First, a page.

Another mode of a non-matching coded device would be to retransmit the requested data to echo the original request, thus generating a mesh network of devices.

Another feature which contributes to a long life for the RFID tag or transponder of the present invention is the feature of minimal power consumption through use of a microcontroller which operates in the range of two micro amps or possibly at 2 nanoamps, depending on part manufacturer. The conversion of the earth's magnetic field or a pulsed magnetic field into electrical energy by means of the previously discussed piezoelectric magnetostrictive feature also assists in providing an RFID tag with long life.


FIG. 1 is a cross-sectional view of a tire and the RFID tag/transponder of the present invention attached to or encased in the sidewall thereof.

FIG. 2A is a front view of the RFID tag/transponder of the present invention.

FIG. 2B is an edge view of the RFID tag/transponder of the present invention.

FIG. 2C is a perspective view of the RFID tag/transponder showing the joined piezoelectric material and magnetostrictive material.

FIG. 3 is a block diagram of the various components of the RFID tag/transponder of the present invention.

FIG. 4 is a block diagram showing a reader unit delivering power to the RFID tag/transponder.

FIG. 5 shows a magneto-restrictive sensor generating voltage.

FIG. 6 shows the magneto-restrictive sensor tied to an amplifier.

FIG. 7 shows a complete circuit for the RFID tag/transponder.

FIG. 8 is a view of a warehouse containing tires or other goods having the RFID tag/transponder attached thereto.


Referring to FIG. 1, there is shown a tire T having a crown 10 with external threads 12 and grooves 14. In cross-section, the tire T has the crown 10 extending radially outwardly to a pair of oppositely disposed sidewalls 16 which define the maximum radial extent of the tire T. The sidewalls 16 curve inwardly from such maximum radial extent to a narrower area terminating at a pair of oppositely disposed beads 18.

As shown in FIG. 1, there is provided an RFID tag 20 of the present invention which is permanently imbedded in one of the sidewalls 16 in an area closer to the bead 18 than to the area of maximum radial extent of the sidewall 16. Although the selection of the precise location in the sidewall 16 for the RFID device 20 can be at any of a wide range of locations in the sidewall 16, it is important that once such location is established, that it remain the same for all subsequent production of the specific tire size and model. Thus, for a specific model and size tire, all RFID devices will be located at precisely the same location. It is also within the contemplation of the present invention that the RFID device 20 could be permanently secured to the interior surface of the sidewall 16, rather than embedded therein or on the rim or wheel to which the tire is affixed.

Referring to FIGS. 2A, 2B and 2C, there is shown the construction of the RFID device 20 of the present invention. Its encapsulated components include a PC board 21 with an integrated circuit and antenna, join layers of magnetostrictive material 22 and piezoelectric material 23 adhered to the PC board 21 with a layer of flexible glue 24.

The RFID tag 20 can be turned off partially to save power. This involves disabling the long range portion of the tag. The gain stage in the receive portion is disabled and the long range transmitter is disabled. To re-enable the RFID device 20, one needs to get the RFID reader close enough to be detected by the sensor without the built-in gain stage. Turning off the tag completely will put the tag to sleep without any circuitry being enabled. To re-enable the tag from this state requires the user to get very close to cause the magnetostrictive—piezo of the RFID device 20 of the present invention to both wake up the circuit as well as power the circuitry.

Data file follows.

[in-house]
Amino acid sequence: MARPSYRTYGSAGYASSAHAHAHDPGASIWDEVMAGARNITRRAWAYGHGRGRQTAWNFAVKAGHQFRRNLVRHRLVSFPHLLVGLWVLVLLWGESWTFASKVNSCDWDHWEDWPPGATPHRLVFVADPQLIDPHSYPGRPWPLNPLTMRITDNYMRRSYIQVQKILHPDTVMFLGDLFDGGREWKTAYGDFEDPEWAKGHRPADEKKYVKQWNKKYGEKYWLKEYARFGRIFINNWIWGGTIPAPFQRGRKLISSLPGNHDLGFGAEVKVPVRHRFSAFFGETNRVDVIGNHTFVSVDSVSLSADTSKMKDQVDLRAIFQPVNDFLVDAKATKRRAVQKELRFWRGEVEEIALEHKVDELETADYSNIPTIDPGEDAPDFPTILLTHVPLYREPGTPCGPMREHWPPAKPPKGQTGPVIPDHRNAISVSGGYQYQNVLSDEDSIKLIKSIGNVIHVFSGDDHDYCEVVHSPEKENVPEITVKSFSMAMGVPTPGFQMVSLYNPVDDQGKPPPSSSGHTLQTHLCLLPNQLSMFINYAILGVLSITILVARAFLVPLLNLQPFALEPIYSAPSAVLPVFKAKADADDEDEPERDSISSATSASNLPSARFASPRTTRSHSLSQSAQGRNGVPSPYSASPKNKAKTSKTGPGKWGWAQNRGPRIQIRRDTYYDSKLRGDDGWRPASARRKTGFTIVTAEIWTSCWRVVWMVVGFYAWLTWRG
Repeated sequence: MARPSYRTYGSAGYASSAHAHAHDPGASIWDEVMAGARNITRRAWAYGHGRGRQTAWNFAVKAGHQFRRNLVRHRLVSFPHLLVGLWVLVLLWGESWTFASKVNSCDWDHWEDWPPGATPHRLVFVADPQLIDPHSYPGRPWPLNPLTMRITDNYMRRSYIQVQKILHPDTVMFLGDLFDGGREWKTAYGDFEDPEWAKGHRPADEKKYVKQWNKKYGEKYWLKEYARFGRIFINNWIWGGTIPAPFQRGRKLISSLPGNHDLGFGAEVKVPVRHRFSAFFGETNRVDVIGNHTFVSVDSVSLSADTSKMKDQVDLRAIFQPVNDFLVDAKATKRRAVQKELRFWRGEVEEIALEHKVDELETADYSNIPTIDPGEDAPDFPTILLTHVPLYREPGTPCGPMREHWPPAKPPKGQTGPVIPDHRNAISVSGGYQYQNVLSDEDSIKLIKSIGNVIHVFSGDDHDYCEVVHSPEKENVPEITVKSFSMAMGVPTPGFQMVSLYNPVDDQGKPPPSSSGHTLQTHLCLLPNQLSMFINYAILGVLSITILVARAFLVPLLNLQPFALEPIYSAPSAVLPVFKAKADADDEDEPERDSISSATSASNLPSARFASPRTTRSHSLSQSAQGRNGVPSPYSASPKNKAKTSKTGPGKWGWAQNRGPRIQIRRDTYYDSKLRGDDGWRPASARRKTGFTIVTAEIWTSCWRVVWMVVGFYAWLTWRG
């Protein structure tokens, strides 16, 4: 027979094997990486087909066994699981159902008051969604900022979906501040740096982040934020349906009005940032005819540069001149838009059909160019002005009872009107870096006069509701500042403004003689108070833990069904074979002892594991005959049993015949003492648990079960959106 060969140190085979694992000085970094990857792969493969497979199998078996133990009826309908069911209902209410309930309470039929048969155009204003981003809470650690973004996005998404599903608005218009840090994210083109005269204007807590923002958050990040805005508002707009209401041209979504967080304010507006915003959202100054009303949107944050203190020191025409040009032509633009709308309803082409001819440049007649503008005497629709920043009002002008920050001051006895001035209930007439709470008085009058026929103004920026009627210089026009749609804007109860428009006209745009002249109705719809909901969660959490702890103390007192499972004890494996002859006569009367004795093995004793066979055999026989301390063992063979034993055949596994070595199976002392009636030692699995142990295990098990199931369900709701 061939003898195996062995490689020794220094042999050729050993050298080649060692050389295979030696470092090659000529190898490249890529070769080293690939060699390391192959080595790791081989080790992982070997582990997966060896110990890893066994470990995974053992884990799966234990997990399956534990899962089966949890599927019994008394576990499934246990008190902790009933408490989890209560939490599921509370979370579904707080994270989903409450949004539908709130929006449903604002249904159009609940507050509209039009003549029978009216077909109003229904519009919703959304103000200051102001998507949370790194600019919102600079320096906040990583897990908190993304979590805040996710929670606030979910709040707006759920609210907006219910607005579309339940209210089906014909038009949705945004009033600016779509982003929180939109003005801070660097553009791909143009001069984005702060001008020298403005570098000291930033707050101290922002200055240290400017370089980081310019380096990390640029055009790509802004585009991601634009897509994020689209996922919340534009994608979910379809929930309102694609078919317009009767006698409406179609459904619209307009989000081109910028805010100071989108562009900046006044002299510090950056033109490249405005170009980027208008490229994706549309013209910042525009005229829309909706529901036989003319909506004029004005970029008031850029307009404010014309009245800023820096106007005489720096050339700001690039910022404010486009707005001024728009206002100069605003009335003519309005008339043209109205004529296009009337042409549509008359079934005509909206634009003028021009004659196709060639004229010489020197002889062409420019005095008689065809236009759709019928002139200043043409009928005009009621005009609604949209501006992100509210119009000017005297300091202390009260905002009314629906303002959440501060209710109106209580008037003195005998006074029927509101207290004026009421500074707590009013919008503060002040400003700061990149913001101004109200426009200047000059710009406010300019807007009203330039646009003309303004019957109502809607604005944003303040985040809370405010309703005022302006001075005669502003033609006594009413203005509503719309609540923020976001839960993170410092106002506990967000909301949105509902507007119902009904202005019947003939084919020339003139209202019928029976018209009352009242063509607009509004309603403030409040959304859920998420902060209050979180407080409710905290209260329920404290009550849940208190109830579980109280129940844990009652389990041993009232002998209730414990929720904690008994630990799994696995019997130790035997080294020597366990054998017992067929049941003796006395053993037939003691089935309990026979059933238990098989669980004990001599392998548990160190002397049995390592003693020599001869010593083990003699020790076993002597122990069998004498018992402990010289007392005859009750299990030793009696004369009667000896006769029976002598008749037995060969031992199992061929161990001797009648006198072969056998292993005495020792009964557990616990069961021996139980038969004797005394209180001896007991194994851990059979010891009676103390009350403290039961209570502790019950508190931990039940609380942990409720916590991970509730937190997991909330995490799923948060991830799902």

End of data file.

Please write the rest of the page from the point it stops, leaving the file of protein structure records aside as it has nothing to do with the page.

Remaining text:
The specific location of the RFID device for a given tire size or type may vary; however, once that location is determined for that specific tire size or type it is important that, during the manufacturing operation, it be positioned in precisely that location in each tire manufactured of that size or type.

The RFID tag 20 as installed in tires or other goods is programmed to contain extensive information about the tire or other goods including, in the case of a tire for example, the serial number, the date of manufacture, the name of the responsible operator, the size of the tire and such other information as is desired. The type and size of tire and date of manufacture make up what is known as a stock keeping unit (SKU).

The RFID device 20 mounted on tires T or other goods can be read and actuated to turn on and off by an external reader 60. The reader 60 generates an electromagnetic field 61 chopped up as magnetic pulses. RFID readers are widely available from a number of sources, such as, for example, Intermec Technologies Corporation, RFID EAS, Inc. and RFID Supply Chain.

As previously discussed, the RFID device 20 of the present invention has the ability to be turned on and off by an RFID reader. For example, prior to the tire being installed on an automobile or truck, it may be on in order to transmit information regarding its location in a warehouse, on a delivery truck to a dealer or at the dealer's facility. Once it is mounted on an automotive vehicle, the external reader 60 will cause it to shut off so that it does not transmit and, therefore, does not use up its stored energy. It can, however, be read by the external reader 60 which will power it during reading.

In contrast to prior art RFID devices which utilize a coil to generate voltage, the unique design of the present invention 22 has a magneto-restrictive sensor in combination with a layer of piezoelectric material 23. A coil will generate a small voltage, possibly only millivolts if the transponder is more than a few feet away from the reader. Under the present invention, which replaces the coil with a magneto-restrictive sensor 22 and piezoelectric material 23, many volts can be generated at extended ranges in the 10 s of feet. The piezoelectric material can be a crystal such as quartz or a plastic, composite or any other material having properties for generating electricity when stretched, flexed or displaced by magnetostrictive material.